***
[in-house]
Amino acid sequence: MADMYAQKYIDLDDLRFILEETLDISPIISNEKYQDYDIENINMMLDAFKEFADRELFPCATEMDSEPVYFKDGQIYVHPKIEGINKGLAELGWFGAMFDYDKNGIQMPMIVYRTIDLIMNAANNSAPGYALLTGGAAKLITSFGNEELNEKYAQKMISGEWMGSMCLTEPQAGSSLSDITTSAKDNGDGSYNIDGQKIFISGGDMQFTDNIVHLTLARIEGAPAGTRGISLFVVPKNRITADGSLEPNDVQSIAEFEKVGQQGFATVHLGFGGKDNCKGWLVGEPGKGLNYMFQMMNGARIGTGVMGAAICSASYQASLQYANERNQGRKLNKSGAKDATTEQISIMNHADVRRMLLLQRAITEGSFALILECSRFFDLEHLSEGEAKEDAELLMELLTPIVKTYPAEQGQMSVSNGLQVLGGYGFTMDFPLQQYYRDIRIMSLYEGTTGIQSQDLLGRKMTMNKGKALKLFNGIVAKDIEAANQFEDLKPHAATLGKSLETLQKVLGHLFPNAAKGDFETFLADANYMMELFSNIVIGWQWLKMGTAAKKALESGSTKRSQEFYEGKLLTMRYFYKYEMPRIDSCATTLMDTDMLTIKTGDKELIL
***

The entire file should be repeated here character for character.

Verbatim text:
[in-house]
Amino acid sequence: MADMYAQKYIDLDDLRFILEETLDISPIISNEKYQDYDIENINMMLDAFKEFADRELFPCATEMDSEPVYFKDGQIYVHPKIEGINKGLAELGWFGAMFDYDKNGIQMPMIVYRTIDLIMNAANNSAPGYALLTGGAAKLITSFGNEELNEKYAQKMISGEWMGSMCLTEPQAGSSLSDITTSAKDNGDGSYNIDGQKIFISGGDMQFTDNIVHLTLARIEGAPAGTRGISLFVVPKNRITADGSLEPNDVQSIAEFEKVGQQGFATVHLGFGGKDNCKGWLVGEPGKGLNYMFQMMNGARIGTGVMGAAICSASYQASLQYANERNQGRKLNKSGAKDATTEQISIMNHADVRRMLLLQRAITEGSFALILECSRFFDLEHLSEGEAKEDAELLMELLTPIVKTYPAEQGQMSVSNGLQVLGGYGFTMDFPLQQYYRDIRIMSLYEGTTGIQSQDLLGRKMTMNKGKALKLFNGIVAKDIEAANQFEDLKPHAATLGKSLETLQKVLGHLFPNAAKGDFETFLADANYMMELFSNIVIGWQWLKMGTAAKKALESGSTKRSQEFYEGKLLTMRYFYKYEMPRIDSCATTLMDTDMLTIKTGDKELIL